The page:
© Stephanie Meyer
I am happy to share my favorite simple dessert, a classic that every cook should learn to make. The process is simple: You essentially boil a broken caramel and it re-emulsifies, thanks to all of the juice that comes from the apples during cooking. The pectin in the fruit binds it all together, so by the time the pan is nearly dry, the apples are cooked through and the caramel has thickened.
The dessert is named for the Tatin sisters, who really did exist. While the tarte is legendary, how I came upon this method was quite accidental. Of course, I had baked tarte Tatin, eaten it, and bought it at bakeshops. But when I was living in a halfway house in St. Paul and busing tables and washing dishes at a schizophrenic French restaurant in Minneapolis, I fell in love with this dish.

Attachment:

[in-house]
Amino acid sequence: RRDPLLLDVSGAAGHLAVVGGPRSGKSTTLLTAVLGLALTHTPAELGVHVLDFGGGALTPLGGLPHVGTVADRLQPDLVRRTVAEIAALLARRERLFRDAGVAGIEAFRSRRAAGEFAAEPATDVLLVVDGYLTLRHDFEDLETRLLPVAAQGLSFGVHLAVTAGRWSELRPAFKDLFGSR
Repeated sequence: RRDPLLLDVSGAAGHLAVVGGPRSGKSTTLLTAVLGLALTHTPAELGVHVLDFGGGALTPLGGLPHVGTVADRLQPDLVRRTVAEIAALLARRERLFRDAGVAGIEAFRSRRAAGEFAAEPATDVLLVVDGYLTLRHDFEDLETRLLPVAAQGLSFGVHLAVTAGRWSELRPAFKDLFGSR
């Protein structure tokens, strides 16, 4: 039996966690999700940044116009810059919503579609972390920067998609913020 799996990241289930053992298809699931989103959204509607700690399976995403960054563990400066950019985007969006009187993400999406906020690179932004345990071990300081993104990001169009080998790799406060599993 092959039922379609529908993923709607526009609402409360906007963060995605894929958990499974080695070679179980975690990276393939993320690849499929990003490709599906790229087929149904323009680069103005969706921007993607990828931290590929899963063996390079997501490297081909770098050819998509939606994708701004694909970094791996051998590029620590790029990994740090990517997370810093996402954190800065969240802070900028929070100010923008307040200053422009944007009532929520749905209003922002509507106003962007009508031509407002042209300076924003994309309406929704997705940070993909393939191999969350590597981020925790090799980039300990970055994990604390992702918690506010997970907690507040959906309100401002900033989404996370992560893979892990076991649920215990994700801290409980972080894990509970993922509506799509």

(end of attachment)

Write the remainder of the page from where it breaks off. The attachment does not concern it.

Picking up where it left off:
The pastry chef was a young woman named Eileen O’Connor and she would make six of these amazing tarts every day—we sold a ton of it. I was always hanging out in the back of the kitchen watching her work, and I was impressed. I had never seen the covered pan technique. About two months after the restaurant opened, I became the chef (it’s a long story) and the first thing I wanted to do was master Eileen’s technique. It took years but I kept making the tarts.
We made one in my garage for a photo shoot while we were taping a Food Network special and all the stylists gathered around, helping peel apples and I taught them all to make this French classic. The Tatin sisters would have been charmed.
Go to Recipe: Tarte Tatin with Crème Fraîche